From commercial diving to working for the police or military, novice divers interested in a career underwater have many fields to choose from. Although all types of diving professions are rewarding, a career in scientific diving can offer unique opportunities. Joseph Bosquez, a well-known marine biologist, provided some insight into the world of scientific diving.
What exactly is scientific diving?
Scientific diving is the use of diving techniques by scientists working underwater in the direct pursuit of scientific knowledge. Marine biologists often apply the scientific method while searching for new species, through their efforts to protect marine life, and in their quest to further expand our knowledge of the underwater world. Scientific divers also help train astronauts before they go into space.
From Boy Scout to marine biologist and diving instructor
Joseph Bosquez has been diving for the past 20 years, with much of that time spent as a marine biologist. He’s participated in multiple diving operations, from identifying and cataloging fish species with NOAA in the Gulf of Mexico to six months with the Boy Scouts of America on Catalina Island, collecting fish and invertebrate species for the Emerald Bay Aquarium. It was his experience working as a university faculty member, teaching diving and scientific diving, that laid the foundation Bosquez to become an instructor for Divesoft. He says his “overarching vision is to become a high-impact teacher and advocate for the underwater environment.”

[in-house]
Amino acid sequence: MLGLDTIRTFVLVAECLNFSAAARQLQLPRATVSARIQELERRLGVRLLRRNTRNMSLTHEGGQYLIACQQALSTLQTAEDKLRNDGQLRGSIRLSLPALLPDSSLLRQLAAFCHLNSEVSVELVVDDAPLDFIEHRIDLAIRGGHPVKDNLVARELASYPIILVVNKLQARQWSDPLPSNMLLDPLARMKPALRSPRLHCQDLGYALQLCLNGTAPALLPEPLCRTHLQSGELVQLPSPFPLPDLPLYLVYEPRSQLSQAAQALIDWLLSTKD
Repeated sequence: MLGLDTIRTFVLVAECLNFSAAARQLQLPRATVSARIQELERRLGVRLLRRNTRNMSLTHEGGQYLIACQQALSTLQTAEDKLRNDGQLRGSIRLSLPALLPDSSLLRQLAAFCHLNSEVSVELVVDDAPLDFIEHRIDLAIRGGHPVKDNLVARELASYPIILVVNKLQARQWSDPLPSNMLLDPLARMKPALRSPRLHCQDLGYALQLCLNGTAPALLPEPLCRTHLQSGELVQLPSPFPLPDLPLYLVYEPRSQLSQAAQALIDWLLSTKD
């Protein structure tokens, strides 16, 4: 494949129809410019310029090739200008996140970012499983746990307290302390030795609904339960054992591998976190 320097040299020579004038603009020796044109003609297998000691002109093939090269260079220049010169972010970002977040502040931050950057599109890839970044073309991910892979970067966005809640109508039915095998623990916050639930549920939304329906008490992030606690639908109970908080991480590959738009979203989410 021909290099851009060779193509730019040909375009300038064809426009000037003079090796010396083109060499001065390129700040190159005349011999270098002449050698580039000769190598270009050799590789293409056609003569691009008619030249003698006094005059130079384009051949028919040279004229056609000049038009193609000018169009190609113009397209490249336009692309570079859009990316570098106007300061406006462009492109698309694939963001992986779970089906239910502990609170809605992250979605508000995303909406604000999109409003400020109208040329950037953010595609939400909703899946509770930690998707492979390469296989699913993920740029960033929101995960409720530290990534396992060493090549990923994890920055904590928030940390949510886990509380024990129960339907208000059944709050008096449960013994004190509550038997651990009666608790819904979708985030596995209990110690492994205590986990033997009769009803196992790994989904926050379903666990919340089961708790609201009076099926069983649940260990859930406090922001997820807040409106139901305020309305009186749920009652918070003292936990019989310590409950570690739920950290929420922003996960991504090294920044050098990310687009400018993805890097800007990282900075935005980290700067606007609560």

Training astronauts for NASA
Perhaps Bosquez’s most notable diving project was his time spent training astronauts at NASA. He spent most of his time at the Neutral Buoyancy Laboratory, where he instructed astronauts-in-training on maneuverability in microgravity spaces. “We focused on underwater operations, known as “dress rehearsals,” where the astronauts could practice moving in space and preparing for a number of jobs they would be tasked with aboard the International Space Station,” said Bosquez.
Bosquez also spent some time in the mission control back room during spacewalks. From there he could watch his trainees successfully complete the missions that they had worked on together in the pool months before.
Bosquez currently works as the dive operations manager for Czech dive company Divesoft. When asked about his ambitions as a dive instructor, Bosquez addressed the importance of growth and progress. “Scuba diving and marine science have so many avenues in which someone can experience continual growth,” he said. “Over the past few years, I have focused on becoming proficient with Divesoft equipment and my next focus is to utilize the equipment for more advanced diving.”
Scientific diving opens the door to many specialized careers. Whether you’re interested in marine biology, wildlife conservation, working hand-in-hand with astronauts, or discovering a new lifeform, scientific diving can help you get there. Even though such tasks may seem daunting at first, Bosquez reminds new divers to stay motivated.
“Struggle is important, but it isn’t about finding yourself or finding your passion,” he says. “It’s about turning yourself into the kind of person you would have looked up to growing up.”